It is only if you commit an act of journalism—tell somebody the story—that the authorities can find out that you know something. If journalists kept everything secret, they wouldn’t need a shield law. The shield is required so they can keep part of the story secret: The name of their source. If they could be forced to reveal sources, they wouldn’t have sources.

    Giving bloggers (and everyone else) a shield wouldn’t allow criminals to keep secrets. They can already do that. A shield would make it easier for us to discuss things that would otherwise be dark secrets.

  16. Journalist comes from the same root as diurnal, daily. A journalist is one who writes daily, or writes on the day.

    Common usage is that he also does it for a living.

    The rest of us are diarists, which comes from the same root but doesn’t pay.

    Probably the “or has been employed” attempts to get at the money aspect.

    My own test would be how much unreported income you have from it.

    The money aspect is handy because you can take a cut when you license them. Government likes to regulate money flows.

  17. Since it seems I can?t respond to this woman?s blog on the original site, I?ll post it here:

    I believe your instructors failed to teach you little concept that American journalists stake their entire profession upon: The First Amendment. In case you haven?t heard of it, it?s a simple sentence that goes like this:
    Congress shall make no law respecting an establishment of religion, or prohibiting the free exercise thereof; or abridging the freedom of speech, or of the press; or the right of the people peaceably to assemble, and to petition the Government for a redress of grievances.
    It?s that ?congress shall make no law? abridging the freedom of speech, of the press?? part that runs afoul of your licensing scheme. It is an affront to the very concept of press freedom that is a large part of the broader liberty that we all share. If you damage free speech, you eventually will ruin all other freedoms.

    Who is the government to decide who is worthy to report upon the news or contribute to the public discourse? With all their complaining about ?media bias,? do you think that conservatives won?t use licensing as a means to censor ?liberal? journalists by yanking their hypothetical license? How about the other way around; a left-leaning regime putting the screws to reporters they find a nuisance? Would you leave freedom of the press to the ravages of whatever political party is in power at the time?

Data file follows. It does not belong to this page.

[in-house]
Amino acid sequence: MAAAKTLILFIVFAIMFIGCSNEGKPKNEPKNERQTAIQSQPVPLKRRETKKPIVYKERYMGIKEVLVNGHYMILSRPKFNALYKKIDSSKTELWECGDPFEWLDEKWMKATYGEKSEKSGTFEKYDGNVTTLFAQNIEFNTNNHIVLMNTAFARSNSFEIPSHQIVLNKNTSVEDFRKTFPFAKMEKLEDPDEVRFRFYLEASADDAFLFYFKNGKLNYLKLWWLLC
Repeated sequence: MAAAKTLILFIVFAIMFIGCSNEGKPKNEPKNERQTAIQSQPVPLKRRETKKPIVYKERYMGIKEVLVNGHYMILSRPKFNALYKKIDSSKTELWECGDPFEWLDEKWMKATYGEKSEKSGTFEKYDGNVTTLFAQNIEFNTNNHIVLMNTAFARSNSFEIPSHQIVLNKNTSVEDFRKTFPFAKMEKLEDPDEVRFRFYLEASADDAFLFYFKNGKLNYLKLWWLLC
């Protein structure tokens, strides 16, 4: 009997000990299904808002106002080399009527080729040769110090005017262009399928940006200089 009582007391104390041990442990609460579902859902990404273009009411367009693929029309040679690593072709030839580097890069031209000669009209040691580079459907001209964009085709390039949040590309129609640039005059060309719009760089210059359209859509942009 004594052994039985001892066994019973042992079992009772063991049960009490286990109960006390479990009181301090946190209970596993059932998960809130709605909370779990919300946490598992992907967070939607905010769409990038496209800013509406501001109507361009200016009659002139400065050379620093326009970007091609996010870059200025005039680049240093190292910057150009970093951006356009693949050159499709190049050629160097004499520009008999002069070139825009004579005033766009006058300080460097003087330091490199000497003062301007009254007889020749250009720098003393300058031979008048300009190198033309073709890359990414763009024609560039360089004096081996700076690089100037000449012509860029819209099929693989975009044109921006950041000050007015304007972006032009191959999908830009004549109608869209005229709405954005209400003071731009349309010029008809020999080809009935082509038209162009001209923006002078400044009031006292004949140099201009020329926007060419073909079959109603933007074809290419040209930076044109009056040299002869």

You don?t like the fact that all these non-journalists are blogging you out of a future paycheck with information that you don?t consider news, right? TOUGH! Evolution applies to industry as much as it does to biology, if you can?t adapt to change, you become extinct. The Internet has opened up the press to the common man, allowing them to get their ideas and views out into the marketplace. Do they always get it right? No. Are they biased? All people are biased. It?s up to the average consumer to determine truth and bias for themselves. I?m sorry you think the great unwashed are far too stupid to make that decision without a member of the anointed press corps holding our hands first, but freedom is far more important bullshit that is ?journalistic integrity.?

    The field of journalism reached the height of elitist arrogance when it declared itself a ?profession? akin to doctors and lawyers. Face it, a mentally handicapped monkey can write the news. You can teach the essentials of reporting in a six-month-long tech school course rather than a 4-plus year degree program. However, these days, you need nothing short of an advanced degree in Journalism to find work as a humble stringer. Licensing would make an already difficult to enter ?profession? even more inaccessible.

    Pull your head out! Reporters are not God?s gift to American democracy. Journalism is just a job like accounting, plumbing, customer service, and auto maintenance. Anyone who has the skill to write well could?and should?be able to contribute to the media without getting a mother-may-I from the State. That?s what is important.